Russia has certainly been busy over the past few months.
Perhaps not willing to relinquish the spotlight after the Sochi Winter Olympics, Russia's leader Vladimir Putin has moved decisively into geopolitical conflicts in the Ukraine, most recently announcing the annexation of Crimea, drawing rebukes and sanctions from both the U.S. and European Union.
The resulting conflict and uncertainty has driven several Russian-based stocks down near or below their 52-week lows, and I've seen several articles published recently, highlighting potentially attractive Russian stocks.
Today, MagicDiligence wants to throw its hat into the ring, reviewing a Russian-based company that has long been a member of our screens. This stock has a nice profile: stable, conservatively run, above average growth, no debt, and a safe dividend yield of almost 7.5%. Let's check it out.
CTC Media - The CBS of Russia
- Warning! GuruFocus has detected 2 Warning Signs with CTCM. Click here to check it out.
- CTCM 15-Year Financial Data
- The intrinsic value of CTCM
- Peter Lynch Chart of CTCM
The stock of interest is CTC Media (NASDAQ:CTCM). The easiest way to think of CTC is as "the CBS of Russia". The company runs 3 over-the-air television networks in Russia:
CTC is the 4th largest television network in Russia, and 3rd in its key 10-45 age demographic, with an 11% audience share and reaching over 95% of the population. CTC focuses on family-based entertainment programing. It is by far CTC Media's most important channel, driving 72% of revenues in 2013.
Domashny is CTC's second channel, focusing on 25-59 year old female viewers (an important advertising demographic) with woman's lifestyle programming. Domashny's audience share was about 3.6% in 2013, and reached just over 90% of the population. Domashny accounts for 14% of sales.
Peretz is the third channel, targeting 25-49 year old viewers and designing programming around "edgy, thrilling and action" content. Peretz has a 2.7% share with a 86% audience reach, and generates about 10% of sales.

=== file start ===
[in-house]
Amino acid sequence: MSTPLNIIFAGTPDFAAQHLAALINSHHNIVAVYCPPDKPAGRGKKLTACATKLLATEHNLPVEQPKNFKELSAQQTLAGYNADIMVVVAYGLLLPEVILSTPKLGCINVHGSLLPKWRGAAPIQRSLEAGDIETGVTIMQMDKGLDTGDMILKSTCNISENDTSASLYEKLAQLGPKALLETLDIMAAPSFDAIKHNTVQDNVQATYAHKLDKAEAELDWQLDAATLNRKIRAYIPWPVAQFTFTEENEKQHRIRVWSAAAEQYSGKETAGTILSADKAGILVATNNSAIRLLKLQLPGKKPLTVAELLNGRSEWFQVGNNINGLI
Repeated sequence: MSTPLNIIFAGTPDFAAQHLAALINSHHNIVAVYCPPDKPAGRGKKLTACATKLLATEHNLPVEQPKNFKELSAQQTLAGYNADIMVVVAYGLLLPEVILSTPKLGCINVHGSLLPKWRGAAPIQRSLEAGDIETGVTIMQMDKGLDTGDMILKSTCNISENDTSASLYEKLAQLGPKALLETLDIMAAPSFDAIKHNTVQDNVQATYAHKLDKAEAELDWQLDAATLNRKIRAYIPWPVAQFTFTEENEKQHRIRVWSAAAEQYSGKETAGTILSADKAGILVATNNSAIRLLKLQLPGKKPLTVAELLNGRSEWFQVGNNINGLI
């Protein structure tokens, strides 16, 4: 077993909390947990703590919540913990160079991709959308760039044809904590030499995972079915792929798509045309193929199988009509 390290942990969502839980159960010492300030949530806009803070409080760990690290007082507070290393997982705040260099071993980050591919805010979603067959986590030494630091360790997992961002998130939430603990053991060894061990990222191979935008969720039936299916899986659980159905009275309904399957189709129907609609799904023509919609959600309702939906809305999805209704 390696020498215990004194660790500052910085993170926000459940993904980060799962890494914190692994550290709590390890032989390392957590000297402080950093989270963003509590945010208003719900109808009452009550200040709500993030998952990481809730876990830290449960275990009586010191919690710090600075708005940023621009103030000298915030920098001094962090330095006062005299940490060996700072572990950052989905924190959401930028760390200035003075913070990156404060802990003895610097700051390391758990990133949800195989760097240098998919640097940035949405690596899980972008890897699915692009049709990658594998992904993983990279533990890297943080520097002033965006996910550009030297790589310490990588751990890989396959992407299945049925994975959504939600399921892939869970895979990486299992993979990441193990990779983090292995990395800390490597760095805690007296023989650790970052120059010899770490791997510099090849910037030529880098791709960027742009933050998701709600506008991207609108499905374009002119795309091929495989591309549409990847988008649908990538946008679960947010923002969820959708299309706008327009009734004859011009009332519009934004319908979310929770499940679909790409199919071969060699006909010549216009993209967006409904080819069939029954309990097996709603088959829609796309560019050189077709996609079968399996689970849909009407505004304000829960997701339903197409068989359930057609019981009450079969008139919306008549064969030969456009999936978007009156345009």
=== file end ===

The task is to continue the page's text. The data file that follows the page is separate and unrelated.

Additionally, CTC operates Channel 31 in Kazakhstan. Channel 31 is a general entertainment channel with substantial share (over 13%, third-most viewed channel) in that country. Channel 31 accounts for 3% of revenues.
CTC is an "old-school" media company, relying on over-the-air advertising spots for 97% of revenues. It doesn't get much more straight-forward than that!
The Russian Advertising Market Continues to Grow
CTC has generated a 5-year compound annual revenue growth (CAGR) rate of almost 11%, and growth potential remains. The Russian TV advertising market is expected to grow at 5-8% annual rates for the next several years, at least. CTC has already secured about 85% of its 2014 ad space inventory at rates above 2013, so this year is already looking pretty good - Crimea or no Crimea.
Over the long term, CTC has plenty of options for growth in addition to market expansion. The firm has a history of acquiring new channels - both Peretz and Channel 31 were purchased in 2008. A new channel, CTC Love, was launched in 2013. International syndication of CTC's programs and digital media entertainment assets are auxiliary opportunities.
Conservative and Well-Run
A lot of American media companies would blush at CTC's financial metrics. A media company with no debt? Unheard of in the U.S., but CTC carries zero long-term debt and over $210 million in cash on the balance sheet.
Additionally, CTC generates a lot of free cash flow - consistently over 20% of revenues, and over $180 million in 2013 alone. The company has been generous returning this to shareholders, paying out just over 50% of it in dividends. CTC's announced $0.70 dividend for 2014 (an 11% increase over 2013) amounts to a 7.4% yield at current share prices. CTC even bought back stock for the first time last year, a modest $30 million in repurchases, but as the stock price comes down, we could see more activity here.
Even though this is considered a "risky" Russian stock, management has shown themselves to be conservative and shareholder friendly in their stewardship of the company.
The Risks - Mundane and Otherwise
In truth, the main risks to CTC Media are not geopolitical headline fodder like government repossession or the return of communism, but more mundane risks.
The most acute risk is one faced by all over-the-air broadcasters - the rise of pay TV and alternative entertainment. Domashny, Peretz, and particularly Channel 31 all lost audience share in 2013. According to CTC, non-free-to-air broadcasting increased to 18.6% of viewership in 2013, from 16.2% the year before. This will only increase moving forward.
Of course, Russia being what it is and having the history it does, political and economic stability are risks to consider. Even if there is no real acute risk to the company (as in the current Ukraine situation), if the market perceives it as a risk, the stock WILL be sold down. CTCM has been and will likely continue to be a volatile, wild ride for shareholders.
CTC's days of 20%+ growth are behind it, but given the underlying growth in Russia's advertising market, and CTC network's proven ability to attract and hold viewers, I see continued growth in the 3-4% range. Along with an appropriately high discount rate and earnings yield valuation multiple (both 12% to account for risk), my target price for the stock is $13.50 per share.